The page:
Panel Paper: Health and the City: Urban Congestion and Air Pollution in Brazil

Friday, July 20, 2018
Building 3, Room 211 (ITAM)

*Names in bold indicate Presenter

Marcos A. Rangel and Romina Tome, Duke University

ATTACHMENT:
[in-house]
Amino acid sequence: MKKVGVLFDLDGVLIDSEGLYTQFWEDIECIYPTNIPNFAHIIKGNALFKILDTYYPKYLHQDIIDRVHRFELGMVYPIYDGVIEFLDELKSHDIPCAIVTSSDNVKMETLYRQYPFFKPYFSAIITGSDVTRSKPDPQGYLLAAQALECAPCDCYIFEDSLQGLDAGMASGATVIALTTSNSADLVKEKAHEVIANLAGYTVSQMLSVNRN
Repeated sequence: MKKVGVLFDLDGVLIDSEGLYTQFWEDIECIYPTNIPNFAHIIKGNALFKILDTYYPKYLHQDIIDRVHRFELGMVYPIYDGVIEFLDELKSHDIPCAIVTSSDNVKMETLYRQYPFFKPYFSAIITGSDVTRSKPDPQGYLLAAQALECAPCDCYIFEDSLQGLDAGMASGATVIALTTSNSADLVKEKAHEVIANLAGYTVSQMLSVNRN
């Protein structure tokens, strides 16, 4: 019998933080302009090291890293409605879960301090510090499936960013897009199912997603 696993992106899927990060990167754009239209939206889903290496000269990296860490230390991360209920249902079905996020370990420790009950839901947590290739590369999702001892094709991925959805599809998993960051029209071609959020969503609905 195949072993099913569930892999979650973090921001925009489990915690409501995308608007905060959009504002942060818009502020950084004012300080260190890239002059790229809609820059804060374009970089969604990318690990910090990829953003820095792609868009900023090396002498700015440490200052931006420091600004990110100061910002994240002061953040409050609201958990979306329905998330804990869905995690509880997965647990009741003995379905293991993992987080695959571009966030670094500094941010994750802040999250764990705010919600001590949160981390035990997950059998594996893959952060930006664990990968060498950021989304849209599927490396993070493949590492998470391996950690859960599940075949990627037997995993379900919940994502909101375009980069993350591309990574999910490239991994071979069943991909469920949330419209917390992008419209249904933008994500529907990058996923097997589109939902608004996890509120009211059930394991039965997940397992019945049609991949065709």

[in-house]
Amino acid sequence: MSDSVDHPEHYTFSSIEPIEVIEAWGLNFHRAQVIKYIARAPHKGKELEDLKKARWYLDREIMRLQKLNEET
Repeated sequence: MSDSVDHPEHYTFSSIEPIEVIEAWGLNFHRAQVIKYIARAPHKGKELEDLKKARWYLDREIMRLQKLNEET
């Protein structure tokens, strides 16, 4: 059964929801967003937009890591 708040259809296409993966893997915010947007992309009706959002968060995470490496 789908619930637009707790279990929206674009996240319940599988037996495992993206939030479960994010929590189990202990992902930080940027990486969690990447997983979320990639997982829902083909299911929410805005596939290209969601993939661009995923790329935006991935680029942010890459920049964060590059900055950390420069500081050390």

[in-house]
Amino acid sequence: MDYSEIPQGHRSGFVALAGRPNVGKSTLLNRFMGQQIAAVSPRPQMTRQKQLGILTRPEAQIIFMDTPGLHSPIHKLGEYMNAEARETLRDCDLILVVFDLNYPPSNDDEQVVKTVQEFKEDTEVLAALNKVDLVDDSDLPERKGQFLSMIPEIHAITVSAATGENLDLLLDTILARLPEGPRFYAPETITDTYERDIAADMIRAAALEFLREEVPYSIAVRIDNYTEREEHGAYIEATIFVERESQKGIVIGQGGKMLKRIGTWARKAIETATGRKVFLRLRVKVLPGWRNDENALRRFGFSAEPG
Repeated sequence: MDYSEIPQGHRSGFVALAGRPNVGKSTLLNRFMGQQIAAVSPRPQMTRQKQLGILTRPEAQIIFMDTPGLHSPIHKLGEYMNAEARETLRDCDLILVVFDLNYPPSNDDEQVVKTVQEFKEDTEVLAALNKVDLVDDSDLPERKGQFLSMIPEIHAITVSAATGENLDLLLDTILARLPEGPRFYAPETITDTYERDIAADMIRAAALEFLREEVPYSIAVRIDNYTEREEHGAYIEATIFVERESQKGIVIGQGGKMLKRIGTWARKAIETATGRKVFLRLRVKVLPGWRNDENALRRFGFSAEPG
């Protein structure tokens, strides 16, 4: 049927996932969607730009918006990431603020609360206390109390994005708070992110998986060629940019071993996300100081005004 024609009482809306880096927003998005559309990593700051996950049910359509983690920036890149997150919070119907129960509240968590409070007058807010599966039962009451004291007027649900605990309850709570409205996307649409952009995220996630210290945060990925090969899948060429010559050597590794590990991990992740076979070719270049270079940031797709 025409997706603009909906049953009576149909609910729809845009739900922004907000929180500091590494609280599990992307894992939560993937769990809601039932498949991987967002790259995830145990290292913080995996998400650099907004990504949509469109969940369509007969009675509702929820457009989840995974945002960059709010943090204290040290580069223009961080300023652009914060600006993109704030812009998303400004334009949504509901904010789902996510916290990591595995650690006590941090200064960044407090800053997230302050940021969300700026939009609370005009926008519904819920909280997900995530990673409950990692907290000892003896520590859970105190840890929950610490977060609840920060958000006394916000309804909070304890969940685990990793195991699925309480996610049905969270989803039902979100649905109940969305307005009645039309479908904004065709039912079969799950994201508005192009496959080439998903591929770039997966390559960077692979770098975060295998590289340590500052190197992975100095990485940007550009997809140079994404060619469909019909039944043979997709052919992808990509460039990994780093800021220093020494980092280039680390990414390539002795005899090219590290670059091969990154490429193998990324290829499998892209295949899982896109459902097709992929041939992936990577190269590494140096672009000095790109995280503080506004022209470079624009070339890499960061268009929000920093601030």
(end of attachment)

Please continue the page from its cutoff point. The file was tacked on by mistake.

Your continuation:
Congestion of urbanized centers is a trademark accompanies of economic development across the globe. These economic forces pose a challenge with respect to environmental conditions and, therefore, welfare for populations in those areas. While empirical evidence has helped shape environmental regulation in developed nations, there is a scarcity of evidence to inform policy-makers in the developing world. In this paper, we focus on air pollution and undertake a causal inference study of its impacts on the health of infants in utero and soon after birth. We take advantage of the meteorological phenomenon of thermal inversion which in urban areas arguably exogenously lock pollutants closer to the ground. By employing detailed data from birth and health system utilization records around the metropolitan area of Sao Paulo, Brazil between 2002 and 2009 we detail cumulative effects of air pollution on infants’ health across different socio-economic strata. We also interact these thermal inversions with congestion data, license-plate-based circulation restriction policies for cars and trucks, and changes in public transportation supply and prices. Capitalizing on linked confidential data we are able to assess morbidity and mortality using mother fixed effects in our preferred specification. Our preliminary results confirm a positive relationship between thermal inversions and several air pollutants and suggest that exposure during pregnancy to thermal inversions has a large negative effect on health at birth and on infant mortality. Moreover, exposure to thermal inversions during time in uteroexacerbates the negative health effects of air pollution shocks during the first years of life.